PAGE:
Wednesday, April 18, 2012

The Unhealthy Submarine Agenda

When was the last documented time that the U.S. Submarine service was referred to by the Navy as the elite submarine service? The last document is dated 1970, which ties in with some interesting connections.:

President Richard M. Nixon nominated surface admiral Elmo Zumwalt to Chief of Naval Operations in 1970. As CNO (1970-74), Zumwalt issued a series of directives known as Z-grams. One of his Z-grams curtailed what had been a legitimate isolation perk and recruiting benefit for the U.S. submarine service during the height of Cold War deployments - occasional steaks and lobsters. Another Z-Gram permitted women to serve on ships. Another Z-gram permitted beards and mustaches, which had previously been discouraged by most Navy leaders.

The Surface Warfare Pin was first proposed in 1972, but not until 1980 (under a CNO appointed by ex-submariner, President Jimmy Carter) were such insignia approved for wear. The current Secretary of the Navy, Ray Mabus, served from 1970-1972, yet his U.S. Navy bio originally had claimed he had earned a Surface Warfare designation. A recent check indicates the Navy's overdue retraction.

The decades-old agenda of the surface navy to rewrite history by minimizing the submarine service (no longer elite, and now, like surface ships, open to the vicissitudes of women) may not have always been transparent, but its repercussions are ultimately likely to render one of our nation's premier naval forces just as bankrupt as USS Solyndra.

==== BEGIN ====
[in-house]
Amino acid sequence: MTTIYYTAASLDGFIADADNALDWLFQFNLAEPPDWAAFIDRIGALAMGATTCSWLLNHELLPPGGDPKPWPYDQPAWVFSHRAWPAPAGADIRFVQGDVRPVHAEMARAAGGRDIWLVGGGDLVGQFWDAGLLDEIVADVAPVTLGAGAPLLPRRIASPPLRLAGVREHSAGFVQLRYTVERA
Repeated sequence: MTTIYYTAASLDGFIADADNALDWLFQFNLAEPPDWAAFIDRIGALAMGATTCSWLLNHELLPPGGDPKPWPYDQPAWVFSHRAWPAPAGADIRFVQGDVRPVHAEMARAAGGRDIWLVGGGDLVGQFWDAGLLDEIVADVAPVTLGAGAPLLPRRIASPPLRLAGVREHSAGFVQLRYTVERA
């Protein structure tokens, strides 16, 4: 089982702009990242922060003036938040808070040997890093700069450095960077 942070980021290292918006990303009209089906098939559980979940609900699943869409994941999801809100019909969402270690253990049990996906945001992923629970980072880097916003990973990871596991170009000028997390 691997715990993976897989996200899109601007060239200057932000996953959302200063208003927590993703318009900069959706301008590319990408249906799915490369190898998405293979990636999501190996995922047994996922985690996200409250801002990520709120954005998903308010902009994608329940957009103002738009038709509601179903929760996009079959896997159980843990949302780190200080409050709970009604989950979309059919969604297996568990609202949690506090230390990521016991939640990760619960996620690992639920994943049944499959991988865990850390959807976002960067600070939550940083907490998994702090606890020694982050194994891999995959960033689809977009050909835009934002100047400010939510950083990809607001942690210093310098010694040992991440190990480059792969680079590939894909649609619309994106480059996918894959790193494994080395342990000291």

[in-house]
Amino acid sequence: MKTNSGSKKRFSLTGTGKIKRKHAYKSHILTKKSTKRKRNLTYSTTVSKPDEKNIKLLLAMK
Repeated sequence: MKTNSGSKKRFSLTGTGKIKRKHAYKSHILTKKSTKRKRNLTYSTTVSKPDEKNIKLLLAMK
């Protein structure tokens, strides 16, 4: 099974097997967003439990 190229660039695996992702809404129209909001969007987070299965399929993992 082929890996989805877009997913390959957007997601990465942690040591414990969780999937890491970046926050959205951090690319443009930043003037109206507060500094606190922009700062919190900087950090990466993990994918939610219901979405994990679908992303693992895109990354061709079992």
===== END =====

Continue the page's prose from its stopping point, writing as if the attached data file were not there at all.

Submarines are always silent and strange.



At 23 April, 2012 12:23, Blogger Contrary in Texas said...

Several years ago my wife was shopping and I wandered over to a recruiting station to visit. One was wearing dolphins so I talked to him for awhile. He said the boomer boats were more skimmer than bubblehead nowadays.

At 26 May, 2012 02:30, Blogger The Motivation Group said...

Joe Hall STSC(ss)
We were the elite Sub Navy when the Cold War was in full swing! Attack boats made the USSR tremble and stay away from us and were afraid to attack because they understood the meaning of an elite fleet!
I remember having a beard under Zumwalt's Z-gram policies. He was a Viet Nam era admiral and stood up to Washington DC politicians.
On Silversides, 1976, my beard was so long that when I tucked it into an EAB mask, I could just see out over my tucked-up beard!
One story I got from a Navy Seal that served in Nam, one night a tall man entered the seal camp and asked for a bed.
They were cocky and told him the only bed was the top of a picnic table.
He said the man had no visible ID so they had no idea who slept in their camp that night.
The next morning a seal officer recognized Zumwalt, but by then he had crept away. They were sure that Zumwalt would later punish them, but he never did!
Officers did not wear names or insignia for fear of being killed by VC snipers.
By 1980, the new Navy retreated from Zumwalt's bold Z-grams and went down the path of PC world!


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